Florida is a closed primary election state. That means that only voters who are registered members of a political party which has candidates on the primary ballot may vote for that party’s candidates at the primary election. The deadline for a voter to make a party affiliation change is no later than 29 days before a primary election.
In a primary election, each voter will receive a ballot based on the legal residential address and party affiliation recorded in his or her voter registration record.
The following exceptions allow eligible voters regardless of party affiliation to vote in a primary election, whether they are affiliated with a party or not:
- Universal Primary Contest: All candidates in the same race have the same party affiliation and the winner will have no opposition in the general election.
- Nonpartisan Offices: Includes races for judicial, school board, certain special districts, municipal races, and other local offices.
- Local Referendum Questions: County, municipal, and district referenda or other ballot measures that may be on the ballot.
In a general election, each voter will receive a ballot based on the legal residential address recorded in his or her voter registration record.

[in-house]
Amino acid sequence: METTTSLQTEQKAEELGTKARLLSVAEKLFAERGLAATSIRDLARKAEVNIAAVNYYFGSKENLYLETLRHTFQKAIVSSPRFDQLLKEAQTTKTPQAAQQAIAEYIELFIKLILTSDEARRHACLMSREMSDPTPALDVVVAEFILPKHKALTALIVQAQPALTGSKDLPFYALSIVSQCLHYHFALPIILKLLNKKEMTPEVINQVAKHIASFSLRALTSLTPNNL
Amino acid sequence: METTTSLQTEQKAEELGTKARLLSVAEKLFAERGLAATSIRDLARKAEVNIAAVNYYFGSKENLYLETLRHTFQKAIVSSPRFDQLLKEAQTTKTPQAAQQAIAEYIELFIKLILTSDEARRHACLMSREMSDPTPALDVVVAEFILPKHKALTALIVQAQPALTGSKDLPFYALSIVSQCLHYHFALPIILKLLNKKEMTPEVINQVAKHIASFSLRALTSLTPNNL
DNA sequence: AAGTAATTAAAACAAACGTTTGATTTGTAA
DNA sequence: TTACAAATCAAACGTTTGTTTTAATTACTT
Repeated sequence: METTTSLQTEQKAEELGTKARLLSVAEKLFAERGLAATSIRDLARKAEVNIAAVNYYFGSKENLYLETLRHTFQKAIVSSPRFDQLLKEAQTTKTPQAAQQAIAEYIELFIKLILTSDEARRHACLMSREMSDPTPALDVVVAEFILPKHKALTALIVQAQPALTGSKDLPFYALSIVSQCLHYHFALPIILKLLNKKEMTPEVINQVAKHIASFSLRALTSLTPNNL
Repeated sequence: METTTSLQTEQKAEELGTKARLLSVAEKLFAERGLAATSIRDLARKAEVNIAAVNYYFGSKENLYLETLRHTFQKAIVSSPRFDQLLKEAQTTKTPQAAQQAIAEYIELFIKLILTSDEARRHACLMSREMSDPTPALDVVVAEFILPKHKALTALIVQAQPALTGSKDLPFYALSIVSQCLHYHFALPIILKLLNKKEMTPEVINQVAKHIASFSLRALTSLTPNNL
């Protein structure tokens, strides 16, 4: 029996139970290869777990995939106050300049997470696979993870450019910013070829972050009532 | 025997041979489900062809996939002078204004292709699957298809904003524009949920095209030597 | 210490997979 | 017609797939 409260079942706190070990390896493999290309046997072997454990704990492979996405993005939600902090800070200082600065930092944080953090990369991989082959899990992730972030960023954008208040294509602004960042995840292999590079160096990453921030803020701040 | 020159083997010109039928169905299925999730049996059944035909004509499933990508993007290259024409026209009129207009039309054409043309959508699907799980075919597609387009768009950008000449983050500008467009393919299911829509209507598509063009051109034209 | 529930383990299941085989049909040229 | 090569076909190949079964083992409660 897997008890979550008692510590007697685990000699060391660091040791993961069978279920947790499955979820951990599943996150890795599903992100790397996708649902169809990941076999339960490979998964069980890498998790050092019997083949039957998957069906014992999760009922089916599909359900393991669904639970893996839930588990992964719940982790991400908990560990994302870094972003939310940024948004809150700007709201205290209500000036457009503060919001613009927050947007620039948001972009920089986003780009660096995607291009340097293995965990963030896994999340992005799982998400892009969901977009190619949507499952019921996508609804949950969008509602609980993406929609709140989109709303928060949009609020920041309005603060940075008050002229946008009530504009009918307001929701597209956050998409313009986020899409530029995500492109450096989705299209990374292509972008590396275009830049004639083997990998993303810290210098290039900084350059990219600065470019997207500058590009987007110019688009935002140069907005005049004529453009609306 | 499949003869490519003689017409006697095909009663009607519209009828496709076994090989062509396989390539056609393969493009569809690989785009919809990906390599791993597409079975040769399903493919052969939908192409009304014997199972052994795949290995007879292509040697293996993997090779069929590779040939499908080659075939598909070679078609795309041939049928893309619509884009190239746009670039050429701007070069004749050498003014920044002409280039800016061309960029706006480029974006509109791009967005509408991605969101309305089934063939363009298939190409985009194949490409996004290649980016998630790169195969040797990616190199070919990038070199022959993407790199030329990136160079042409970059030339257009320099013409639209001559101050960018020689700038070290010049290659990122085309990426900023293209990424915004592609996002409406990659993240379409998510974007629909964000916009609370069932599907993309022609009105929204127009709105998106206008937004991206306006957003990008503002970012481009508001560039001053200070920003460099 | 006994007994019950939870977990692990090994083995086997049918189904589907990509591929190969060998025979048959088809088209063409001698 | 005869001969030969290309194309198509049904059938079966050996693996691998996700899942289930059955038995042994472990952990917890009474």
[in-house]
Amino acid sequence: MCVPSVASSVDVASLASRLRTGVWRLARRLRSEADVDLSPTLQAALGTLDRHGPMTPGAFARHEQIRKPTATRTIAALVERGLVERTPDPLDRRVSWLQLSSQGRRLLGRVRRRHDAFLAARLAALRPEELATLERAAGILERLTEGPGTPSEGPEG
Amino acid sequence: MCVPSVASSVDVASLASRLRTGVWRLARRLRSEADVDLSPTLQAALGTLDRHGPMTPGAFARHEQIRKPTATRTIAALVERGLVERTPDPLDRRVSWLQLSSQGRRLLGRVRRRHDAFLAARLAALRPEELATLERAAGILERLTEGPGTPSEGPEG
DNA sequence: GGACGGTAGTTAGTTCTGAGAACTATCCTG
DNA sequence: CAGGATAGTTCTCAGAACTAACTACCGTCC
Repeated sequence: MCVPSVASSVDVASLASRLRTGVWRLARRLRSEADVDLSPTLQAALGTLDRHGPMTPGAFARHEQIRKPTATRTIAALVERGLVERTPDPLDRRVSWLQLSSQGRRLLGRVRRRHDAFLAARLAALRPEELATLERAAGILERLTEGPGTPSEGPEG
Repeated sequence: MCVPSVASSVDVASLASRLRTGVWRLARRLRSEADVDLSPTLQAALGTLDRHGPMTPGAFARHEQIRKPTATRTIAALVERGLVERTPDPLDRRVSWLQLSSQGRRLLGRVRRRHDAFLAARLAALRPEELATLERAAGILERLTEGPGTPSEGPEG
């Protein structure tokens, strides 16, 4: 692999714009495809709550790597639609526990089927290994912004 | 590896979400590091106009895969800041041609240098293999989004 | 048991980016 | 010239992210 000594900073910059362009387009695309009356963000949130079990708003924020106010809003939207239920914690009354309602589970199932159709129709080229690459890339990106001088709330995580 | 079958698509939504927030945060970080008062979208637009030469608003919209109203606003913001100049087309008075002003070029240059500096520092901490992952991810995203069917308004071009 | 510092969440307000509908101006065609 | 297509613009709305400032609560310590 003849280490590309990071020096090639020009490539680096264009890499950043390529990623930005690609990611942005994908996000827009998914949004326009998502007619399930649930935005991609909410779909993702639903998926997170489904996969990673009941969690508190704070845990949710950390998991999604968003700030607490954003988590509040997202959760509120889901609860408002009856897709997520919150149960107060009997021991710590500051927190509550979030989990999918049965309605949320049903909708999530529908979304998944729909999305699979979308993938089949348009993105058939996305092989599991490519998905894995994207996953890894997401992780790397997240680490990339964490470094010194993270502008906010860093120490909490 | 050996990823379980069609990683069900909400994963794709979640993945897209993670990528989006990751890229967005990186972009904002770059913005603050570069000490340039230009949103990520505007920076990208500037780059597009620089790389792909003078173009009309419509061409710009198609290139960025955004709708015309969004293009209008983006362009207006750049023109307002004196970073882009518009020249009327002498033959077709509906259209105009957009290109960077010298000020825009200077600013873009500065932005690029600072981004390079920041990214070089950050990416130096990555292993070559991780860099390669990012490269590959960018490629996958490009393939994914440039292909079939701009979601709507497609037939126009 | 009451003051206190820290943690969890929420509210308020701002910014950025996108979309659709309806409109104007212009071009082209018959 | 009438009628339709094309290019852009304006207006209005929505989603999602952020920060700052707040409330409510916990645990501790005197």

All eligible voters can vote for any candidate or issue regardless of party affiliation on the general election ballot.
The following types of candidates will only appear on a General Election ballot:
- No Party Affiliation Candidates: Candidates qualifying with no party affiliation.
- Write-in Candidates: If there are write-in candidates who have qualified for a particular office, a line will be provided on the ballot for the voter to write in the candidate’s name.
Proposed Constitutional Amendments and Other Ballot Measures: Proposed amendments to Florida’s Constitution may also be on the ballot, as well as county, municipal, and district referenda or other ballot measures.